In an example, there may be multiple different relationships between a same group of wireless devices, corresponding to wireless signals transmitted and/or received by a first wireless device, for different MCS values, as indicated in Table 5 below. Wireless signals are transmitted and/or received at MCS1 by device X. An actual channel utilization X1, for device X, and a measured channel utilization Y1, for device Y, are determined. X1 is 20% more than Y1, such that Y1=X1−20%. This relationship is stored as R1 and is associated with MCS1. Subsequently, wireless signals are transmitted and/or received at MCS2 by device X. An actual channel utilization X2, for device X, and a measured channel utilization Y2, for device Y, are determined. X2 is 25% more than Y2, such that Y2=X2−25%. This relationship is stored as R2 and is associated with MCS2.

TABLE 5 Actual Channel Measured Channel Relationship Attributes Utilization @ X Utilization @ Y R1 MCS1 X1 Y1 = X1 − 20% R2 MCS2 X2 Y2 = X2 − 25%

In an embodiment, a relationship between measured channel utilization values, for a second wireless device and a third wireless device, is further associated with an actual channel utilization value, for a first wireless device. In an example, a first wireless device transmits and/or receives a set of one or more wireless signals in a particular channel. An actual channel utilization, for the first wireless device, corresponding to the set of wireless signals transmitted and/or received by the first wireless device, is determined. A first measured channel utilization value, for the second wireless device, corresponding to the set of wireless signals transmitted and/or received by the first wireless device, is determined. A second measured channel utilization value, for the third wireless device, corresponding to the set of wireless signals transmitted and/or received by the first wireless device, is determined. A mathematical, logical, or other functional relationship is determined between the first measured channel utilization and the second measured channel utilization. This relationship is a relationship between the second wireless device and the third wireless device, corresponding to wireless signals transmitted and/or received by the first wireless device. This relationship is further associated with the actual channel utilization value, for the first wireless device. There may be multiple different relationships between the second wireless device and the third wireless device, corresponding to wireless signals transmitted and/or received by a first wireless device, for different actual channel utilization values.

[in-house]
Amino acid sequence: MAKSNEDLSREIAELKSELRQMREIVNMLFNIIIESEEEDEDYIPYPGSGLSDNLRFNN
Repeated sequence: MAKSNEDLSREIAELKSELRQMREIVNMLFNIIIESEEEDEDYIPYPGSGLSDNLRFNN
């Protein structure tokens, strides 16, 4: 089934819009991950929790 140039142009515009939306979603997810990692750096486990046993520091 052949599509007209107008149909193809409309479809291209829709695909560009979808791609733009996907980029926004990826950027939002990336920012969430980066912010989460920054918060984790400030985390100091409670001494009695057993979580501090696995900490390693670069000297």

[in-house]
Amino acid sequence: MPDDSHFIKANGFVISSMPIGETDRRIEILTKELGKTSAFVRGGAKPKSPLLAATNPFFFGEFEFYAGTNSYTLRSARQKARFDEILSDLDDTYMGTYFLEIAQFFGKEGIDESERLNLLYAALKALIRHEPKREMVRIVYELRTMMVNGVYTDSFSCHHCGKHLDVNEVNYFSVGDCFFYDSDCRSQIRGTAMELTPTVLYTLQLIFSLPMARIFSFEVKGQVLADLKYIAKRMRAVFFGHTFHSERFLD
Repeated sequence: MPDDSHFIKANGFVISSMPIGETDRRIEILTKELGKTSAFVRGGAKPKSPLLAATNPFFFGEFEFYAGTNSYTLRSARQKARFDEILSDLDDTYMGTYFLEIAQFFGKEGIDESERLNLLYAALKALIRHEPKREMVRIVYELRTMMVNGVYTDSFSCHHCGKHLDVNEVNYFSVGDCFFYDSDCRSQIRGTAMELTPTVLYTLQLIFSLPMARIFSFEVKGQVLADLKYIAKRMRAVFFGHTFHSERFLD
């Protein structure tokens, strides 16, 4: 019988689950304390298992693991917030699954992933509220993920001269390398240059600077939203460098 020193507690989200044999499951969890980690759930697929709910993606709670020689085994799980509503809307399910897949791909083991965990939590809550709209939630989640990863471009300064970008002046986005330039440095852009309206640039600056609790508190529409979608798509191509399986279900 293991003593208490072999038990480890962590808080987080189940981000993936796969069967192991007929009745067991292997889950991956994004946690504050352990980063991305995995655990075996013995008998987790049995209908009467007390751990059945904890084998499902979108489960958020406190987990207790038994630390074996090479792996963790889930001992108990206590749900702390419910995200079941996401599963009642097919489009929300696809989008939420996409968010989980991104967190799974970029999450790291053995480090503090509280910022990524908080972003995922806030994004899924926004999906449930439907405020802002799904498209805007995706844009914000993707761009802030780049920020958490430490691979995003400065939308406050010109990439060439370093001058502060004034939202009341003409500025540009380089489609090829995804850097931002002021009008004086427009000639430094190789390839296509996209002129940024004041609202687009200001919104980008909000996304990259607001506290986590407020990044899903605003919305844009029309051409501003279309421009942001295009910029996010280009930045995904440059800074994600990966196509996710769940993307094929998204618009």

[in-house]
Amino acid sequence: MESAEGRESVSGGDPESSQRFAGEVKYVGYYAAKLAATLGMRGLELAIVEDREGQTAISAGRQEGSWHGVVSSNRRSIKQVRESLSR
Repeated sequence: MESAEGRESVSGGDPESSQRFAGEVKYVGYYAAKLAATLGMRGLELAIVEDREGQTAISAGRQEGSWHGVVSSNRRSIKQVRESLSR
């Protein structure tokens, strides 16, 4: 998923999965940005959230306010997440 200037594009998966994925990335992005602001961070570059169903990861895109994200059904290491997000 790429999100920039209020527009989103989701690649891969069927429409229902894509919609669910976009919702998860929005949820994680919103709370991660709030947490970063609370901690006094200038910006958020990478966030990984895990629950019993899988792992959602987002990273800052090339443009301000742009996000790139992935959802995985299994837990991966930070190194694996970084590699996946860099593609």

In an embodiment, a relationship between a second wireless and a third wireless device is further associated with a signal strength of a wireless signal as received at the second wireless device. In an example, a first wireless device transmits and/or receives a set of one or more wireless signals in a particular channel. A second wireless device receives a first subset of the set of wireless signals. At least one signal strength of one of the received wireless signals is determined. A first measured channel utilization value, for the second wireless device, corresponding to the set of wireless signals transmitted and/or received by the first wireless device, is determined. A second measured channel utilization value, for the third wireless device, corresponding to the set of wireless signals transmitted and/or received by the first wireless device, is determined. A mathematical, logical, or other functional relationship is determined between the first measured channel utilization value and the second measured channel utilization value. This relationship is a relationship between the second wireless device and the third wireless device, corresponding to wireless signals transmitted and/or received by the first wireless device. This relationship is further associated with the signal strength value of one of the wireless signals received by the second wireless device. There may be multiple different relationships between the second wireless device and the third wireless device, corresponding to wireless signals transmitted and/or received by a first wireless device, for different signal strength values.